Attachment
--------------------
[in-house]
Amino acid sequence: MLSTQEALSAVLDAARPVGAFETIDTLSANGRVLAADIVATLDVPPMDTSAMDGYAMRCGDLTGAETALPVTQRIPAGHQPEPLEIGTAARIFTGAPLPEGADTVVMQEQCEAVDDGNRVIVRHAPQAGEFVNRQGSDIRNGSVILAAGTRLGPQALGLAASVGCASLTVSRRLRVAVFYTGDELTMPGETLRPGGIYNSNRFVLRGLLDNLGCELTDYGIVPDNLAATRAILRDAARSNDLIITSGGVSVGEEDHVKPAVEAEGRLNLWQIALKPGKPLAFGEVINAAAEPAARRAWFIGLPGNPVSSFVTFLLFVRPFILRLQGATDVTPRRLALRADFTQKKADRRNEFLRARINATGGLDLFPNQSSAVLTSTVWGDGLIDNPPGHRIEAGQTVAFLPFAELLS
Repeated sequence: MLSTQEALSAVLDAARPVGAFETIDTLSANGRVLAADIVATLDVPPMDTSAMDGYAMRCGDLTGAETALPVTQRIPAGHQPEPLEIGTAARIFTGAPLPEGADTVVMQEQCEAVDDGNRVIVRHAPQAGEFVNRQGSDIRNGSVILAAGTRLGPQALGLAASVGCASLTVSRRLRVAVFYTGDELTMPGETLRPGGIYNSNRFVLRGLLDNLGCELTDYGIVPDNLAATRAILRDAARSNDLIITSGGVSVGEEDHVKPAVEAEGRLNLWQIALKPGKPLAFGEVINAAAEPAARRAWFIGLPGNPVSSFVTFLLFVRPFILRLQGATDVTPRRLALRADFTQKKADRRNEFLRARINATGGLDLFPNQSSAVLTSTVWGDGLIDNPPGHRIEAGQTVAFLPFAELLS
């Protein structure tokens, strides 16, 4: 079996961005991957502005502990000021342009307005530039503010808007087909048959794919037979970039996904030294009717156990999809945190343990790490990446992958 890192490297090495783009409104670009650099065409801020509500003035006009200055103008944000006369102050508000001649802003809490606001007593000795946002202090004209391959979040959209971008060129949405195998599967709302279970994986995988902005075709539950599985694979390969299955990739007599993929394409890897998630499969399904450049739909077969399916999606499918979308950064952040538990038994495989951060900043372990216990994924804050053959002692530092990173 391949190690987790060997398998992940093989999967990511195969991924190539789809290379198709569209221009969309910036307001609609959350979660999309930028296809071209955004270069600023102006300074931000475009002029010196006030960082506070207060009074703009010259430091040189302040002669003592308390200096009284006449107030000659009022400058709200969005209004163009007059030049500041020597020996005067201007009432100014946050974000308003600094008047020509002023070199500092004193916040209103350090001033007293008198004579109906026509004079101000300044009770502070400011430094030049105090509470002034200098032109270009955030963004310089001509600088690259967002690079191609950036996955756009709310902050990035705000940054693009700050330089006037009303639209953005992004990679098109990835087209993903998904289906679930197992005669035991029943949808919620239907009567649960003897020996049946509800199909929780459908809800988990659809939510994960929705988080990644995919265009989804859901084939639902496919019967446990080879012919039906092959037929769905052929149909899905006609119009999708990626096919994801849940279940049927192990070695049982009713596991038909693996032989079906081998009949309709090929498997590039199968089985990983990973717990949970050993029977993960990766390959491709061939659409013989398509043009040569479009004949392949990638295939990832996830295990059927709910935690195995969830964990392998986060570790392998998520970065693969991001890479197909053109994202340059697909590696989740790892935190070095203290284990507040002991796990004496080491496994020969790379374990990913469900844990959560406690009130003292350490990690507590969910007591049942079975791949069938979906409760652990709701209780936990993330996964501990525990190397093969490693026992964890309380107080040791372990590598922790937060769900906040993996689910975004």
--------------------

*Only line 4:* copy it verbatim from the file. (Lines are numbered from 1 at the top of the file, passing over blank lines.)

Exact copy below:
């Protein structure tokens, strides 16, 4: 079996961005991957502005502990000021342009307005530039503010808007087909048959794919037979970039996904030294009717156990999809945190343990790490990446992958 890192490297090495783009409104670009650099065409801020509500003035006009200055103008944000006369102050508000001649802003809490606001007593000795946002202090004209391959979040959209971008060129949405195998599967709302279970994986995988902005075709539950599985694979390969299955990739007599993929394409890897998630499969399904450049739909077969399916999606499918979308950064952040538990038994495989951060900043372990216990994924804050053959002692530092990173 391949190690987790060997398998992940093989999967990511195969991924190539789809290379198709569209221009969309910036307001609609959350979660999309930028296809071209955004270069600023102006300074931000475009002029010196006030960082506070207060009074703009010259430091040189302040002669003592308390200096009284006449107030000659009022400058709200969005209004163009007059030049500041020597020996005067201007009432100014946050974000308003600094008047020509002023070199500092004193916040209103350090001033007293008198004579109906026509004079101000300044009770502070400011430094030049105090509470002034200098032109270009955030963004310089001509600088690259967002690079191609950036996955756009709310902050990035705000940054693009700050330089006037009303639209953005992004990679098109990835087209993903998904289906679930197992005669035991029943949808919620239907009567649960003897020996049946509800199909929780459908809800988990659809939510994960929705988080990644995919265009989804859901084939639902496919019967446990080879012919039906092959037929769905052929149909899905006609119009999708990626096919994801849940279940049927192990070695049982009713596991038909693996032989079906081998009949309709090929498997590039199968089985990983990973717990949970050993029977993960990766390959491709061939659409013989398509043009040569479009004949392949990638295939990832996830295990059927709910935690195995969830964990392998986060570790392998998520970065693969991001890479197909053109994202340059697909590696989740790892935190070095203290284990507040002991796990004496080491496994020969790379374990990913469900844990959560406690009130003292350490990690507590969910007591049942079975791949069938979906409760652990709701209780936990993330996964501990525990190397093969490693026992964890309380107080040791372990590598922790937060769900906040993996689910975004």